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Group buys former Armour meatpacking site in Stockyards

The 16.8-acre site of the historic, former Armour meatpacking plant in Fort Worth’s Stockyards has changed hands, and its new owners aren’t saying anything about their plans. Chesapeake Land Development Co., which bought the site

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Hulen Pointe Shopping Center sold

Hulen Pointe Shopping Center, located in southwest Fort Worth on South Hulen Street one mile south of Hulen Mall, has been purchased by Addison-based Bo Avery with TriMarsh Properties for an undisclosed price.

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Dallas-Fort Worth in top five commercial real estate markets in 2015

According to the Emerging Trends in Real Estate 2015 report, just co-published by PwC US and the Urban Land Institute (ULI), Dallas-Fort Worth ranks No. 5, with two other Texas cities, Houston and Austin ranking at No. 1 and 2 respectively. San Francisco ranks No. 3 and Denver No. 4.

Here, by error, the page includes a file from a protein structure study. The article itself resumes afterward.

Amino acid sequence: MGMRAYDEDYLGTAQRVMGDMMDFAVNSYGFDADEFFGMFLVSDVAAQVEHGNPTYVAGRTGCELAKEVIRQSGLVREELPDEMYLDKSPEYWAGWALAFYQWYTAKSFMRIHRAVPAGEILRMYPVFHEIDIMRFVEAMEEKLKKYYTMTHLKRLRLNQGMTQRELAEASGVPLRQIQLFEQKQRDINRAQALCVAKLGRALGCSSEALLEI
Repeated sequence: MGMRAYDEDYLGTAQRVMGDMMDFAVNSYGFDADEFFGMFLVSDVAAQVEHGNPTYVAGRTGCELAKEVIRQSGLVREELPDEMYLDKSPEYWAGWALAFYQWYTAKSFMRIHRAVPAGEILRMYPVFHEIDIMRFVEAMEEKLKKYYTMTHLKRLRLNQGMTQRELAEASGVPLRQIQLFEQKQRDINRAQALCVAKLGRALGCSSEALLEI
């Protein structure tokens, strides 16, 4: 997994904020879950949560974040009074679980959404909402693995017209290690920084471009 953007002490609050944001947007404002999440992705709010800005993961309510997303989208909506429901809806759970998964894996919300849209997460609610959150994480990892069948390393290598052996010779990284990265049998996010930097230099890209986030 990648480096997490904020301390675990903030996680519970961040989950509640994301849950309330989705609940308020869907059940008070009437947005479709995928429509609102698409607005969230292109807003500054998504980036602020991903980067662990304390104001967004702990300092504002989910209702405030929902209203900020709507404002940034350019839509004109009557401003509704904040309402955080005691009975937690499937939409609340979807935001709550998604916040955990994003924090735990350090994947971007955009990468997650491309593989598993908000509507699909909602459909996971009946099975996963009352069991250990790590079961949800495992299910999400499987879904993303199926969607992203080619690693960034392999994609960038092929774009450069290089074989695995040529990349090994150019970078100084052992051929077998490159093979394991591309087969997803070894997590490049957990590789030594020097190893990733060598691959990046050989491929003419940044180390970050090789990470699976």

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Social House Fort Worth plans to open mid-November

Social House has leased 5,045 square feet at 2801-2873 W Seventh St. in Fort Worth, according to Xceligent Inc.

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Fort Worth temporarily stops issuing new home permits in TCU area

The moratorium will give a committee and the City Council time to review a proposed overlay that will pare the number of permissible unrelated adults living in the same house.

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Area residents charged in Ponzi scheme with Euless ties

 

DALLAS (AP) — Two Dallas residents have pleaded guilty to medical investment-related fraud in what investigators call a $10 million Ponzi scam.

Federal prosecutors in Dallas on Wednesday announced guilty pleas from 50-year-old Duncan MacDonald III and 71-year-old Gloria Ann Solomon.

Both could get five-year prison terms after pleading guilty to conspiracy to commit wire fraud. MacDonald and Solomon could also be required to pay fines of up to $250,000 and make restitution.

Investigators say the scheme ran from 2006 through September 2012 when MacDonald was president of Global Corporate Alliance, Inc. Solomon was chief administrative officer of the company with offices in Addison and Euless.

Prosecutors say the case involved the sale of insured health care benefit programs with promises of big returns based on high management fees and securing more investors.

 

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